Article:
Sunday, February 20, 2011

Silence = Death

Martin Niemöller was a German protestant pastor with balls. Niemöller is probably best remembered for the following quotation:

“First they came for the Socialists, and I did not speak out – because I was not a Socialist. Then they came for the Trade Unionists, and I did not speak out – because I was not a Trade Unionist. Then they came for the Jews, and I did not speak out – Because I was not a Jew. Then they came for me – and there was no one left to speak for me.”

Over time, the quote was embellished to include Jehovah’s Witness, Catholics, Communists, and homosexuals. Niemöller was late finding his balls, because during the rise of Nazism in Germany, he remained silent and eventually spent 7 years in a concentration camp. But his quote is instructive nonetheless to show how ignorance and persecution gains strength and influence when good people remain silent.

Eighteenth century Irish writer and historian Edmund Burke famously made two very prescient observations: First, “All that is necessary for the triumph of evil is for good men to do nothing.” And second, “Among a people generally corrupt, liberty cannot long exist.”

Both Nathan at Dangerous Harvests and Kyle at The Reformed Buddhist have brought to light a bill under development in Arizona that seeks to ban the use of “foreign law” within the state under the penalty of impeachment. Among the usual suspects in the litany of “foreign law” is Sharia law. As if that wasn’t stupid enough, the bill also seeks to ban “karma.”

That’s right – they want to ban “karma” and anyone citing “karma” or allowing it to be introduced as a legal strategy could be impeached.

Who are these people? Do they really think that karma is a statute written on paper somewhere and that it has legal precedence in certain “foreign” courts? Karma is no more a statute than the “law” of gravity. The sheer ignorance of it all would be laughable if it wasn’t so fucking scary!

Then Arun at Angry Asian Buddhist, as well as John Pappas with an article at Elephant Journal, reveal how residents in Johnson County Kansas are seeking to block a Buddhist group from moving its temple because they fear animal sacrifices will go on there. I’m not kidding – animal sacrifices!

Again, the sheer ignorance of these people would be hilarious if it weren’t for the fact that they scare the shit out of me. That they believe or even think they can get away with lying that Buddhism includes animal sacrifices among its rituals is so astounding that I wonder if the end of the world really is coming soon. Because the tide is evident when you consider that the governor of Wisconsin is trying his damndest to gut the unions in that state and set back more than 100 years of labor law and advances that began in Wisconsin to the benefit of workers everywhere in the country.

I’m all ears. Someone guide me on what to do. Who do I need to send a letter to? Who do I email?

Silence = Death.


  1. I would crack jokes if it weren't so freaking crazy. The karma thing is just off the wall but it seems (and I have little experience with temples) that Buddhist groups have to literally jump through hoop to allow their sangha to grow. Wlanut CA, Utica NY and now Kansas just block them in an overly racist attempt to game the system.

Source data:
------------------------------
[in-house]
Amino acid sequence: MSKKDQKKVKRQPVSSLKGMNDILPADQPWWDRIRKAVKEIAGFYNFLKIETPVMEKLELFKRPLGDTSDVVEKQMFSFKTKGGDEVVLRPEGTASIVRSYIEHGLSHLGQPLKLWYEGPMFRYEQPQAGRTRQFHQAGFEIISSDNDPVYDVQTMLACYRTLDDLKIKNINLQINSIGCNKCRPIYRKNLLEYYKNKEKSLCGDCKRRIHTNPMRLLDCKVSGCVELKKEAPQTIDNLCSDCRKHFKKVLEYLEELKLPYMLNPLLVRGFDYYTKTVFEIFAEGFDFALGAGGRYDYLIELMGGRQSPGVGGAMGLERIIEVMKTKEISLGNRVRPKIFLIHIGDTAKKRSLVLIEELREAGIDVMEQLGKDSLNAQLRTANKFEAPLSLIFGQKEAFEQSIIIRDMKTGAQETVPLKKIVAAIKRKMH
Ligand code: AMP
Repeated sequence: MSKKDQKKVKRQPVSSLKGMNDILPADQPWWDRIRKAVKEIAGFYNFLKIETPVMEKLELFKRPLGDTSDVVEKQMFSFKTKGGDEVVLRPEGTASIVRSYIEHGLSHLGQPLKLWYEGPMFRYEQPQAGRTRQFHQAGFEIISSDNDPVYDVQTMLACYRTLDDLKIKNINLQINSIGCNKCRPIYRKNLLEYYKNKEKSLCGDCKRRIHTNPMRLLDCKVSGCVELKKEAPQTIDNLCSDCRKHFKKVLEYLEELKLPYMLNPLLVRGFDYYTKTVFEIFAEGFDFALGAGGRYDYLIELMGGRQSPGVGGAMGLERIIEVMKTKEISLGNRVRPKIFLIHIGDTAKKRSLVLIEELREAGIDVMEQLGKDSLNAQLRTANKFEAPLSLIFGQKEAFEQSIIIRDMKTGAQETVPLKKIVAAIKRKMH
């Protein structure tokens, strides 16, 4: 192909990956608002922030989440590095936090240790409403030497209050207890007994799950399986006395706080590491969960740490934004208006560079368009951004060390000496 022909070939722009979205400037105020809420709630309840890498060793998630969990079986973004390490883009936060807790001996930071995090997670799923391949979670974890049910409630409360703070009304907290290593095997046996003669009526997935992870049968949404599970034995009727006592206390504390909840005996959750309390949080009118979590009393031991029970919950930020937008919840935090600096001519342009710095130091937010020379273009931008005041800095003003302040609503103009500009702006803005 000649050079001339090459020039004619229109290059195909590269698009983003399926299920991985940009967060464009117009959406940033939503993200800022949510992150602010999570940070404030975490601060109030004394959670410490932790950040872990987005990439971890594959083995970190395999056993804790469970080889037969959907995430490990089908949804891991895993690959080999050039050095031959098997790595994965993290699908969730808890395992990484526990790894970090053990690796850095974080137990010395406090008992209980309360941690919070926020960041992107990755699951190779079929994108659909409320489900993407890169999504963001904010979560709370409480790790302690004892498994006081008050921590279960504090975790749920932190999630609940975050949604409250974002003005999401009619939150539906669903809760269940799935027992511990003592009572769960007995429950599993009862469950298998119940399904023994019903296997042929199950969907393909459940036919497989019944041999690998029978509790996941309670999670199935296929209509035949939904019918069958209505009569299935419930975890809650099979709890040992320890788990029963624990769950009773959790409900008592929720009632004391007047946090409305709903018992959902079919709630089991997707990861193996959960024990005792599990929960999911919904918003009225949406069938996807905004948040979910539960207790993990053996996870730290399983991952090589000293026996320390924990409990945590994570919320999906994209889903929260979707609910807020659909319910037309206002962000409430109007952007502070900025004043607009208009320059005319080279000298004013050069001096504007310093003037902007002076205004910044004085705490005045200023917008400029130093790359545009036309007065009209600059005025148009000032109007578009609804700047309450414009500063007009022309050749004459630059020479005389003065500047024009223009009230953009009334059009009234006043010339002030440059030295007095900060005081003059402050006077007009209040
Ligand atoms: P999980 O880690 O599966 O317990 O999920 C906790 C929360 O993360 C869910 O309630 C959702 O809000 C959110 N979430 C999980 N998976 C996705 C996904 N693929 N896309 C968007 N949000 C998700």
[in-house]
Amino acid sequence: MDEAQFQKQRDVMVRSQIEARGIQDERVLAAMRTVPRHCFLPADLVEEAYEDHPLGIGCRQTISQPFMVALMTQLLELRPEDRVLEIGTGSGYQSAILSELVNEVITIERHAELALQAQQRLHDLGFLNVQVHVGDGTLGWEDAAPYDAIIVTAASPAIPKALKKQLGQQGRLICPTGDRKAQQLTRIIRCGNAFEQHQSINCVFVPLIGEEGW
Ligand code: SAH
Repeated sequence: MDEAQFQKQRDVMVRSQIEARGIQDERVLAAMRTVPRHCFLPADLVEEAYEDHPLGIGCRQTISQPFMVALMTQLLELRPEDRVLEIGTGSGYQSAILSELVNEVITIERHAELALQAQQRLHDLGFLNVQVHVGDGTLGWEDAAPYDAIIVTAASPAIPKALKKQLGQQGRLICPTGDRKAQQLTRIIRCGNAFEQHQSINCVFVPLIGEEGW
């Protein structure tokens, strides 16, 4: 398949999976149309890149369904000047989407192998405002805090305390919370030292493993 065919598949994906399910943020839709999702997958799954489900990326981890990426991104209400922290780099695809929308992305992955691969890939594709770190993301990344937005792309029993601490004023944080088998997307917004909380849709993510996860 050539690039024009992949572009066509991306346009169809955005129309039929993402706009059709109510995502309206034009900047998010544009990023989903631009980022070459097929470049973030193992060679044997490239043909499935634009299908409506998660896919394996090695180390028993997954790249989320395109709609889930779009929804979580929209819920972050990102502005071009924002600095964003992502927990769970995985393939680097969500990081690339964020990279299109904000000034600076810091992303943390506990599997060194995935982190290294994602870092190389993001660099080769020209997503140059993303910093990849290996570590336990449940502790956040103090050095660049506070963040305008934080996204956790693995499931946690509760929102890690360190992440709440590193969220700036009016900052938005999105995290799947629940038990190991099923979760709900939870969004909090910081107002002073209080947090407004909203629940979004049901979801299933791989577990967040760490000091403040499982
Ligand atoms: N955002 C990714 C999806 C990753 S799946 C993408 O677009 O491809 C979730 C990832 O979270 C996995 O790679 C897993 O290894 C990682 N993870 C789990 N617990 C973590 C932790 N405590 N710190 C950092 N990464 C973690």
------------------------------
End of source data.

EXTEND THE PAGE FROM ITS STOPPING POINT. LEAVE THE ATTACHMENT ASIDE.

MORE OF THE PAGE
Now I would not be so uppity if the same standard was applied to all religious practices but it simply isn't. In the cases of Utica, argument over the size of the statue of Kwan Um should have been moot since a statue of the Virgin Mary was larger and in the same neighborhood.

    Statements in Walnut stated that crowds would be a concern but when the Buddhist group reapplied with those considerations accounted for they were denied again. This time they took it to state supreme court and it was ruled in their favor.

    And this hogwash in Kansas over animal sacrifices and parking is just blatant racism. Other churches in the area have larger congregations and I am sure the local Catholic pig-roast is more of an animal sacrifice than anything you may find at a Buddhist temple.

    The worst part, the absolute clincher, is that when people (Buddhists) speak up against it other Buddhist tell them to STFU!

    I don't know if letters to state or community legislators matter if you are not a member of the community. I recall that Kyle got some threatening letters back from Walnut when he asked and I had all of my comments removed from the Utica paper's website b.c I questioned the racism that was blatant in their community.

    Best thing to do is to blog, tweet, facebook and stumble. It gets the awareness out there at least...before it walks into our own backyard.

    Our own little Rapid City sangha is small but growing, I have little doubt that we would hit some grassroots opposition if we started to suggest building an actual zendo.


  2. You know, my first teacher at the temple near Lansing, Mich., actually told some visitors arriving at the temple, "don't worry, we don't sacrifice animals here." I thought it was kind of a joke, but ferchristsakes, now I see this ignorance and bigotry is fer real.